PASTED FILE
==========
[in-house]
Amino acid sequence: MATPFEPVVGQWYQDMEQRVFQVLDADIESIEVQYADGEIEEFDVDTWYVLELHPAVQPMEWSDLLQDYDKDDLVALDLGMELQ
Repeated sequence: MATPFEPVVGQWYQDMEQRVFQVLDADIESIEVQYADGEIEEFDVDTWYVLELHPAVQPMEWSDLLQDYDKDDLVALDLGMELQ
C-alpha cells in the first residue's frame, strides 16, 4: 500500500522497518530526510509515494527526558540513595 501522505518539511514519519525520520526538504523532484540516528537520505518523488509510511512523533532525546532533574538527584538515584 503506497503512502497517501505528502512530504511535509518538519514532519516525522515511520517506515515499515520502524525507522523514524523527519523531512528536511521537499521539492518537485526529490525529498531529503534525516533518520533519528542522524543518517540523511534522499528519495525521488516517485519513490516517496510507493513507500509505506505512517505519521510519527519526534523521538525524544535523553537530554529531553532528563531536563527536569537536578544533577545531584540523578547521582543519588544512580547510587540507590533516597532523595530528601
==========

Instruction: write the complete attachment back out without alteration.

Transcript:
[in-house]
Amino acid sequence: MATPFEPVVGQWYQDMEQRVFQVLDADIESIEVQYADGEIEEFDVDTWYVLELHPAVQPMEWSDLLQDYDKDDLVALDLGMELQ
Repeated sequence: MATPFEPVVGQWYQDMEQRVFQVLDADIESIEVQYADGEIEEFDVDTWYVLELHPAVQPMEWSDLLQDYDKDDLVALDLGMELQ
C-alpha cells in the first residue's frame, strides 16, 4: 500500500522497518530526510509515494527526558540513595 501522505518539511514519519525520520526538504523532484540516528537520505518523488509510511512523533532525546532533574538527584538515584 503506497503512502497517501505528502512530504511535509518538519514532519516525522515511520517506515515499515520502524525507522523514524523527519523531512528536511521537499521539492518537485526529490525529498531529503534525516533518520533519528542522524543518517540523511534522499528519495525521488516517485519513490516517496510507493513507500509505506505512517505519521510519527519526534523521538525524544535523553537530554529531553532528563531536563527536569537536578544533577545531584540523578547521582543519588544512580547510587540507590533516597532523595530528601